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Physics & Astronomy Department

Astr110 Photography Projects, Spring 2009

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M81 (NGC 3031) or Bode's Galaxy, Ashleigh Doornbos

m81

M81 (NGC 3031) is a spiral galaxy, also known as Bode's Galaxy - refering to the man who dicovered it - Johann Elert Bode in 1774. Spiral galaxies, much like our own Milky Way, are spinning disks of dust and gas. A fun fact about spiral galaxies is that there are black hole at it's center. M81 is a very conspicuous spiral galaxy in the northern part of Ursa Major, and can be seen by ametuer astronomers on clear nights. It is about 70,000 light-years across and only 12 million light-years away.

A Fun Fact: The closest object in the sky to M81 is the neighboring galaxy M82, also discovered that same day by Bode. Their centers are separated by a linear distance of only about 150,000 light years. A few tens of million years ago the galaxies M81 and M82 came very close to each other, which resulted in the more massive M81 to dramatically deform it's neighbor by gravatational interaction.

The image of M81 above was made by mosaicing two images together. In my image the arms are very faint, but they become more prominent when under a UV light since the many stars in the arms are hot young stars. The bulge in the middle consists of much older stars but in a high concentration since they are so close together. The Angular size of the image from top to bottom is 20 arcminutes. This corresponds to the Linear size of 72,000 light years. In the black and white photo we see a faint spiral with a bright glow in the middle, which clearly shows that there are other galaxies in the vastly huge universe. Our God is truly amazing!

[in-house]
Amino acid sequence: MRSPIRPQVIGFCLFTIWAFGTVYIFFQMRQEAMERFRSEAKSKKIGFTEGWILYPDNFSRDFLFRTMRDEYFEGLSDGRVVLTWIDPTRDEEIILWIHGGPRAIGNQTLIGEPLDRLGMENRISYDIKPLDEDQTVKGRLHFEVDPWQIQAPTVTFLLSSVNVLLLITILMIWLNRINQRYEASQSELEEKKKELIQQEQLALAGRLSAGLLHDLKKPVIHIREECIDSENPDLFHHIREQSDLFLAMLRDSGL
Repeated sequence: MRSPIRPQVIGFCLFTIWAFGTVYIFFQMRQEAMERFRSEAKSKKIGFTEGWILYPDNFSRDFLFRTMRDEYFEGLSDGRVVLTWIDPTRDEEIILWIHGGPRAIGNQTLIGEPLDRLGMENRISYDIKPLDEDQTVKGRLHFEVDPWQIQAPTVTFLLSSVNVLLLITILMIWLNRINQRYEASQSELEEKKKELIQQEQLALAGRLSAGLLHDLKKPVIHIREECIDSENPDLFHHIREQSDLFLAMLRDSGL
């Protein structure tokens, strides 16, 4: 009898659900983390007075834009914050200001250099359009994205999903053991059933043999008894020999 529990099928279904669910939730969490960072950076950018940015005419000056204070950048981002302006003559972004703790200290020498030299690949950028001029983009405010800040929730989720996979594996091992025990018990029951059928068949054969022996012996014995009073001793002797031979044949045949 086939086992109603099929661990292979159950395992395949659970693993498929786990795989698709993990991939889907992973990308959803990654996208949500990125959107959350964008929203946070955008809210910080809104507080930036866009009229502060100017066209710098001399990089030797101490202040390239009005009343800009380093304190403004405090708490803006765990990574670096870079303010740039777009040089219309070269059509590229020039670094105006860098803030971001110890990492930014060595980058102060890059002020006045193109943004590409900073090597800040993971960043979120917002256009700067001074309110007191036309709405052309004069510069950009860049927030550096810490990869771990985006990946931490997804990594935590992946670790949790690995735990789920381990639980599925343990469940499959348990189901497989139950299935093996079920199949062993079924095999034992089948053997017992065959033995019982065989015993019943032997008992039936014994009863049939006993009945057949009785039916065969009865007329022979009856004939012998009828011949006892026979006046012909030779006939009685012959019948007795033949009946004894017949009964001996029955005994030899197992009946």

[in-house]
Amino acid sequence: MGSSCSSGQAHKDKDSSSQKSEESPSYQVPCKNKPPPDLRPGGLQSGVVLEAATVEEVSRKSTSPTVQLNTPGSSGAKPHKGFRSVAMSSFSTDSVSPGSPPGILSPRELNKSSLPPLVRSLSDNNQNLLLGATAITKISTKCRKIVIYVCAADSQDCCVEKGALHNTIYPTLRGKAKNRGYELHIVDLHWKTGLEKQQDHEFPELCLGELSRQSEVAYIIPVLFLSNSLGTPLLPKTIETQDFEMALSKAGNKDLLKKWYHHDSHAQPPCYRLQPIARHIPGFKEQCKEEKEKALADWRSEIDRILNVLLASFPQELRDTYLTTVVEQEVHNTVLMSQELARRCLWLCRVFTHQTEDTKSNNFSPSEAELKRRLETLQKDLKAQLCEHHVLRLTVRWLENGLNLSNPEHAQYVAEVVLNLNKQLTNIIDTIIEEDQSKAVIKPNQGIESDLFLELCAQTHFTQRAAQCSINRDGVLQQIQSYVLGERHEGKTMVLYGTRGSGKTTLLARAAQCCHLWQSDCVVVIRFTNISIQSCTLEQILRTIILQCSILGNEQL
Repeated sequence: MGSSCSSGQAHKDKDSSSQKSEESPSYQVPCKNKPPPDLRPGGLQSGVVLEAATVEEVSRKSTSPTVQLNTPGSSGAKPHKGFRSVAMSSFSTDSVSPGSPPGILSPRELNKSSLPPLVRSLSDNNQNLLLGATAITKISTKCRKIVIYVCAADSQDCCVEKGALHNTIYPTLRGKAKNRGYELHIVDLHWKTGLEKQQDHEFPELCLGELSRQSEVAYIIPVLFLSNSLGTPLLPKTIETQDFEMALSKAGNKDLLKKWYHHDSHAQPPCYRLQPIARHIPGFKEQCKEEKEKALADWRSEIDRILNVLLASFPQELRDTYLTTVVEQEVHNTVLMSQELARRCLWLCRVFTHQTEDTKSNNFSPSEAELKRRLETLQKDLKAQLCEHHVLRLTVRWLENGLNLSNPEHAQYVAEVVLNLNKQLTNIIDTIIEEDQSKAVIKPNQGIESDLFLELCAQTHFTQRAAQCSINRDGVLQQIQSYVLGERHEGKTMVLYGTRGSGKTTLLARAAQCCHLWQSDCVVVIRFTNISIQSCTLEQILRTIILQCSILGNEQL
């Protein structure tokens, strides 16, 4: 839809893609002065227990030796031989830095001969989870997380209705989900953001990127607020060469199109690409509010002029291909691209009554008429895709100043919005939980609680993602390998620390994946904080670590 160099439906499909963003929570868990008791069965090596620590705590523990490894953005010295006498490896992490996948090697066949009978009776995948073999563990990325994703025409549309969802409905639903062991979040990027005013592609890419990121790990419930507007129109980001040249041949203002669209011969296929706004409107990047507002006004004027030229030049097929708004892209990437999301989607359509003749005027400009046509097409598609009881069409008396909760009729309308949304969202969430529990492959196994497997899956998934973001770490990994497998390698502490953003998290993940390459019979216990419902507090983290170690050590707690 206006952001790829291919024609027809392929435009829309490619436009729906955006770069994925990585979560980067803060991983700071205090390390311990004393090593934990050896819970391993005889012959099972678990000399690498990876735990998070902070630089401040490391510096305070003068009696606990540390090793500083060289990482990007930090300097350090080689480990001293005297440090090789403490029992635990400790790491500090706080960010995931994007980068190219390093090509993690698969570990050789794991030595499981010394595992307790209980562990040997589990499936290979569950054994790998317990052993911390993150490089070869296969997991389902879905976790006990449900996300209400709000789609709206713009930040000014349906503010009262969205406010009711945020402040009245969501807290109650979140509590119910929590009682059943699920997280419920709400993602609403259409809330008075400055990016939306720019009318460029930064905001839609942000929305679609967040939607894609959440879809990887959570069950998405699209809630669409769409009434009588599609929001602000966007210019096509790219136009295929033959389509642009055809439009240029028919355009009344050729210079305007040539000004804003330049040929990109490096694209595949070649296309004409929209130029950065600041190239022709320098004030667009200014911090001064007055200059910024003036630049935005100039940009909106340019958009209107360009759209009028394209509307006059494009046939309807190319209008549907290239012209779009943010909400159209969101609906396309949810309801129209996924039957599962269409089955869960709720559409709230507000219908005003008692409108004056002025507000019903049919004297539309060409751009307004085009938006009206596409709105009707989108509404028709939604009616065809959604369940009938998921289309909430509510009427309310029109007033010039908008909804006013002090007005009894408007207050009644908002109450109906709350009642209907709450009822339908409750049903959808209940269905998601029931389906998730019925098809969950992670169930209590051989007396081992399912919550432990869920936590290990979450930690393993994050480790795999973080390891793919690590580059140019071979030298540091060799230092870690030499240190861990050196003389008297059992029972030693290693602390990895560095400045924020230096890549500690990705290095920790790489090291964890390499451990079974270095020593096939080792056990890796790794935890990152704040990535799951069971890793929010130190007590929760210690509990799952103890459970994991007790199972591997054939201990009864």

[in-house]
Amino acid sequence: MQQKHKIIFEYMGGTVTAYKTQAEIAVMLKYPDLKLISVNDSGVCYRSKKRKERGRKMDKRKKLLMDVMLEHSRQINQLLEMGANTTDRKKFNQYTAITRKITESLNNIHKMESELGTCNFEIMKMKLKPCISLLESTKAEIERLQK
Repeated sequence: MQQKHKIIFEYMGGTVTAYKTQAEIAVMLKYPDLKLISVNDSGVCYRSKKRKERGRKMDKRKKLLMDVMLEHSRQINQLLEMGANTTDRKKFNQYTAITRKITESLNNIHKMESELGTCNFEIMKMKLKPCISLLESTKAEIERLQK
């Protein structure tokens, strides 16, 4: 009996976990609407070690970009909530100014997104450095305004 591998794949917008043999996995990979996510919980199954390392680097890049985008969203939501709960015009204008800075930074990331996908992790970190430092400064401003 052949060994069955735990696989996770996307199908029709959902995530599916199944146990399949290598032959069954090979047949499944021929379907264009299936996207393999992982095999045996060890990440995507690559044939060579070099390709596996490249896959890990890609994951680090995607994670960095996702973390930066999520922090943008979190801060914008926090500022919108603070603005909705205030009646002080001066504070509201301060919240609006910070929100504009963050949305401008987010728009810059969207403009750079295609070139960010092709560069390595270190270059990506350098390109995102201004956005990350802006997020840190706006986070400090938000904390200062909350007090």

References:

Bonnel, Jerry and Nemiroff, Robert. "M81: Feeding a Black Hole." <http://antwrp.gsfc.nasa.gov/apod/ap080627.html>

Frommert, Hartmut and Kronberg, Christine. "Messier 81." Students for the Exploration and Development of Space. <http://www.maa.clell.de/Messier/E/m081.html>

Right Ascension (J2000) 09:55:36
Declination (J2000) +69:04:30
Filters used clear (C)
Exposure time per filter 10x60 seconds in C.
Date observed

March 19, 2009